An ex-employee of Meta, George Hayward, has recently come forward with a stunning revelation. In a Manhattan Federal Court lawsuit, Hayward alleges that Facebook apps can intentionally drain the batteries of both iPhones and Android phones for research purposes. This practice, referred to as “negative testing,” allows tech companies to study the impact of low battery power on app performance. It’s a way for them to see how the app will perform under less-than-ideal conditions, such as when the battery is low, and make improvements accordingly.
However, there is a dark side to this practice, as it can harm the user’s experience. Hayward expressed concern that someone may require their phone battery for emergency calls, such as 911 calls, or critical functions like Crash Detection or Fall Detection. People who are engaged in critical activities, such as police officers or rescue personnel, may have their batteries depleted by the Facebook apps.
Hayward reportedly told his manager about these concerns, but he claims that he was told that “by harming a few, we can help the greater masses.” Despite his objections, Hayward was allegedly fired from Meta in November for refusing to participate in negative testing.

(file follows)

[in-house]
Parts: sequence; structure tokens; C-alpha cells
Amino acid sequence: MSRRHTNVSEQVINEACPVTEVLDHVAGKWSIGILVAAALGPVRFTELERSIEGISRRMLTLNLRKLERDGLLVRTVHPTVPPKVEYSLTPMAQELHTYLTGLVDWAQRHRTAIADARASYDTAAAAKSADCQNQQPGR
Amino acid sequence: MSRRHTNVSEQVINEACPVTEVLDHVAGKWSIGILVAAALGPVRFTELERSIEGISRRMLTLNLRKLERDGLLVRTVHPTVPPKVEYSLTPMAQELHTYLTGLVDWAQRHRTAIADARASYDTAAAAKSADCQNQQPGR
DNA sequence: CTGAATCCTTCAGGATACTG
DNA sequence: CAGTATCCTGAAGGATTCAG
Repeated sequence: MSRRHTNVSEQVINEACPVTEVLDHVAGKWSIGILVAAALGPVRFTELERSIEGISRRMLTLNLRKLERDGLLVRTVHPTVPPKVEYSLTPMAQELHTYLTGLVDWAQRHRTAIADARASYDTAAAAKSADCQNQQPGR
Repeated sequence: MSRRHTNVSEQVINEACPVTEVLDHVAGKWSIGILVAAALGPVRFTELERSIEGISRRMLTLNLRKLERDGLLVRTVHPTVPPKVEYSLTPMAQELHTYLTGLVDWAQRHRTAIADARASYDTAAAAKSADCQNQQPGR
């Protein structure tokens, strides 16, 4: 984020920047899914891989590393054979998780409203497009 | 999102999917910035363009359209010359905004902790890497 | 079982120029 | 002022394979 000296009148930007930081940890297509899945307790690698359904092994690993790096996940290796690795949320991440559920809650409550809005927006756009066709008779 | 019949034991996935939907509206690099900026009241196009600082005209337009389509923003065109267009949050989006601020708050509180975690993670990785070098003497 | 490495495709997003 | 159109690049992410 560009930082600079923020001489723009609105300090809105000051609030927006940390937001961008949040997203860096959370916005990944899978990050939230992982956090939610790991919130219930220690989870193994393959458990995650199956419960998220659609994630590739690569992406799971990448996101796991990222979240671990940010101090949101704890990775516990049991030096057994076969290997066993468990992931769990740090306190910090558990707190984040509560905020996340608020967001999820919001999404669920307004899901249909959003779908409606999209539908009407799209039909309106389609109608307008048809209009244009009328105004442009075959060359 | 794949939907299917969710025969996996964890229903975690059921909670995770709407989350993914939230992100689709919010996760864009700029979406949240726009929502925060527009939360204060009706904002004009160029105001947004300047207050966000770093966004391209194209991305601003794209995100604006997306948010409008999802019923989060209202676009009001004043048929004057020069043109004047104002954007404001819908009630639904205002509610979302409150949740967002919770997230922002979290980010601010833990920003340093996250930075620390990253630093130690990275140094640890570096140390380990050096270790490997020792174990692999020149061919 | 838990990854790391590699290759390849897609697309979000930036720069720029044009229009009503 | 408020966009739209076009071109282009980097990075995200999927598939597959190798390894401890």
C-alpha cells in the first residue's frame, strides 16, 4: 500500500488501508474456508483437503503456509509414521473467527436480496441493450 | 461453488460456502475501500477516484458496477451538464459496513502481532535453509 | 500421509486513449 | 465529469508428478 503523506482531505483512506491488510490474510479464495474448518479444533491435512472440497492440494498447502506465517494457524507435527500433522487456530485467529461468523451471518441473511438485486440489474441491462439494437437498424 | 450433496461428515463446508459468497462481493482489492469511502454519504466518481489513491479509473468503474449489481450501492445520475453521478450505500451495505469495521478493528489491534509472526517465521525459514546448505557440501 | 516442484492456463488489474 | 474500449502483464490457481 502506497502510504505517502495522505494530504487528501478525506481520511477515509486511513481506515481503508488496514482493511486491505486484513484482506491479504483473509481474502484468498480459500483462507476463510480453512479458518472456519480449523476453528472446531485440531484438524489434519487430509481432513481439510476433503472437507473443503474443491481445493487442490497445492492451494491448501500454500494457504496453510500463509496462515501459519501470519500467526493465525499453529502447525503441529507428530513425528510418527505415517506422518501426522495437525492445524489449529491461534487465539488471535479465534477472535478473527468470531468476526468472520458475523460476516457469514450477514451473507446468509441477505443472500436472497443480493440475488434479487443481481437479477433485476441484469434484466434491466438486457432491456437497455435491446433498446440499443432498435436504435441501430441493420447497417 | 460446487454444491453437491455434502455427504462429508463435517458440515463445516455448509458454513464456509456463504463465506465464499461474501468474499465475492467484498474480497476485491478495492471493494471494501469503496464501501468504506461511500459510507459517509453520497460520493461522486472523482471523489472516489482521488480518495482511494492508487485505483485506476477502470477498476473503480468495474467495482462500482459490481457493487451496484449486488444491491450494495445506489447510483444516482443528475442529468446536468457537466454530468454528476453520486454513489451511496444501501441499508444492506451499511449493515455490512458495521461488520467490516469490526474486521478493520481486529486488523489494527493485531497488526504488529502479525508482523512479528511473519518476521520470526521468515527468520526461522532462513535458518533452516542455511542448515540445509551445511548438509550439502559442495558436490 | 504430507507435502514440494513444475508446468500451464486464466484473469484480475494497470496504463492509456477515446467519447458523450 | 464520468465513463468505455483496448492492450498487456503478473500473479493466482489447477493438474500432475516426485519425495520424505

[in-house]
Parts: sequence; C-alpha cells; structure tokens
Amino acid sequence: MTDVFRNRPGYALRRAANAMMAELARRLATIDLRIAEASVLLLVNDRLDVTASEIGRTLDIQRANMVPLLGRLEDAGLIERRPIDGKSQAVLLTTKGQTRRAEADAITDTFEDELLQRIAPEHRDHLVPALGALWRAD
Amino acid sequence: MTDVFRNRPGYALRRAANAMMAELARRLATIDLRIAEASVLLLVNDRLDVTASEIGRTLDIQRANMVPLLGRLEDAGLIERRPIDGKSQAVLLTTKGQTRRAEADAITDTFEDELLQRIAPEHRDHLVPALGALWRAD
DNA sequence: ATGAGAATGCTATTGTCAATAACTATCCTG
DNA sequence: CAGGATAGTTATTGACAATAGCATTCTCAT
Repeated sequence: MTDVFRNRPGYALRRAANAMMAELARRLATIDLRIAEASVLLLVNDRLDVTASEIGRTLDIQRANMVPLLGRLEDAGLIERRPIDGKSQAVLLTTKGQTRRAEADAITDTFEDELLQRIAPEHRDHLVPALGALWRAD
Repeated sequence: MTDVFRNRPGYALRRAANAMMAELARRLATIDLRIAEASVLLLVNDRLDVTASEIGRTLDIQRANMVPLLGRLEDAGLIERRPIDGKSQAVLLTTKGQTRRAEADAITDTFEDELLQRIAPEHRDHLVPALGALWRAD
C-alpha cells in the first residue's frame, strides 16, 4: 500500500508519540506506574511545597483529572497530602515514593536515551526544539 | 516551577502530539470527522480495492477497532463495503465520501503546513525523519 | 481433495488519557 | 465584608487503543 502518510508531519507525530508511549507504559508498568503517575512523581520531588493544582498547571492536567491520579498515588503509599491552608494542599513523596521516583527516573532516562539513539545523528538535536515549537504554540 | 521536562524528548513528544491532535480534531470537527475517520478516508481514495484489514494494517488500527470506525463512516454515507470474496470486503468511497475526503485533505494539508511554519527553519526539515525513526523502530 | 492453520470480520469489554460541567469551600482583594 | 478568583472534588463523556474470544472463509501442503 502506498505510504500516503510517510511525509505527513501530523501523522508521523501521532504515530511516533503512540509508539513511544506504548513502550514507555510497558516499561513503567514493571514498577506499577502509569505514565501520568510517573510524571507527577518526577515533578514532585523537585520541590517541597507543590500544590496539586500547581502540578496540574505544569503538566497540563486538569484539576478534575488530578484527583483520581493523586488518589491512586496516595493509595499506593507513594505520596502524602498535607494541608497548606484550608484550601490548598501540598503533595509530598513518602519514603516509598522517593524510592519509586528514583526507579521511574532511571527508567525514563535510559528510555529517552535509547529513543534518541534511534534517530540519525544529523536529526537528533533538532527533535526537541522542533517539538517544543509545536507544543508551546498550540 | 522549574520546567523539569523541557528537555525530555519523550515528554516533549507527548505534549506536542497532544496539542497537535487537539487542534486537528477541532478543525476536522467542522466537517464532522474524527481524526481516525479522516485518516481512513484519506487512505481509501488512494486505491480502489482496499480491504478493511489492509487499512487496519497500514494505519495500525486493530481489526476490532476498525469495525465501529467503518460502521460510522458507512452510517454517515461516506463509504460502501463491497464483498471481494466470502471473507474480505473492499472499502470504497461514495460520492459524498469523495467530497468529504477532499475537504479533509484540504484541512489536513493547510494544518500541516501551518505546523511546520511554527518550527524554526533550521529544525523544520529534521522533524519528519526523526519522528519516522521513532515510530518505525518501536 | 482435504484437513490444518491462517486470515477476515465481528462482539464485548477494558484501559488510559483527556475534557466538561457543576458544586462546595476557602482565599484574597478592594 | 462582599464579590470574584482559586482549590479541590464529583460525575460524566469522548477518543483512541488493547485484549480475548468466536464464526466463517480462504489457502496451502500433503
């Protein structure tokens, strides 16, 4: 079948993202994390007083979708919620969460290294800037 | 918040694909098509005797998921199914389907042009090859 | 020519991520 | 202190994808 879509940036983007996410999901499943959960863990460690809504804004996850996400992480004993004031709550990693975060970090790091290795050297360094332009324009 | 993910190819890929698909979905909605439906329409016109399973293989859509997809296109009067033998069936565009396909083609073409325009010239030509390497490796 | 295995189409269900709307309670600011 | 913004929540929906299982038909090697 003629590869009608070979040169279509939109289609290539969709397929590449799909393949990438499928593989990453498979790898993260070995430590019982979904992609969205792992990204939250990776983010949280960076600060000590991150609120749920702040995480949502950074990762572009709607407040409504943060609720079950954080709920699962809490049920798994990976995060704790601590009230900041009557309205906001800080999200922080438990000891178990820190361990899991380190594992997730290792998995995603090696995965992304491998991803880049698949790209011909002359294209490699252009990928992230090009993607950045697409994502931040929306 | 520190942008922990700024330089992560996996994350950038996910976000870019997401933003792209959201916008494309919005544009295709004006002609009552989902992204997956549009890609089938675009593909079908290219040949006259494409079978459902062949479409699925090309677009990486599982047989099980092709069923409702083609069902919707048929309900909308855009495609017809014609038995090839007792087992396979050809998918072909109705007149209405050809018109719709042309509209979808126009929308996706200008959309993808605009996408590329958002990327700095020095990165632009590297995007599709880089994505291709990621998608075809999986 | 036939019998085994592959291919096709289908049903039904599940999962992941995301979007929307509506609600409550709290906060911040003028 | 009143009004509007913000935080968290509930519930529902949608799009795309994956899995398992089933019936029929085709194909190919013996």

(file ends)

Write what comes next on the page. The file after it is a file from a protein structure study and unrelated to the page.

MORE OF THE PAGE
The internal training manual received by Hayward during his employment at Meta, titled “How to run intelligent negative tests,” provides examples of how to carry out such tests. This manual suggests that the dominant social media giant has conducted similar experiments in the past. However, Meta has not yet made a statement about the situation; one is anticipated to be released soon.
This revelation raises serious questions about the ethical considerations of tech companies and their practices. If these allegations are true, it’s a concerning violation of user privacy and trust. Users deserve to know if their phone batteries are being drained intentionally, and they deserve to give their consent if they choose to participate in such experiments. The outcome of this lawsuit will be closely watched by the tech industry and the general public, as it has the potential to change the way tech companies operate.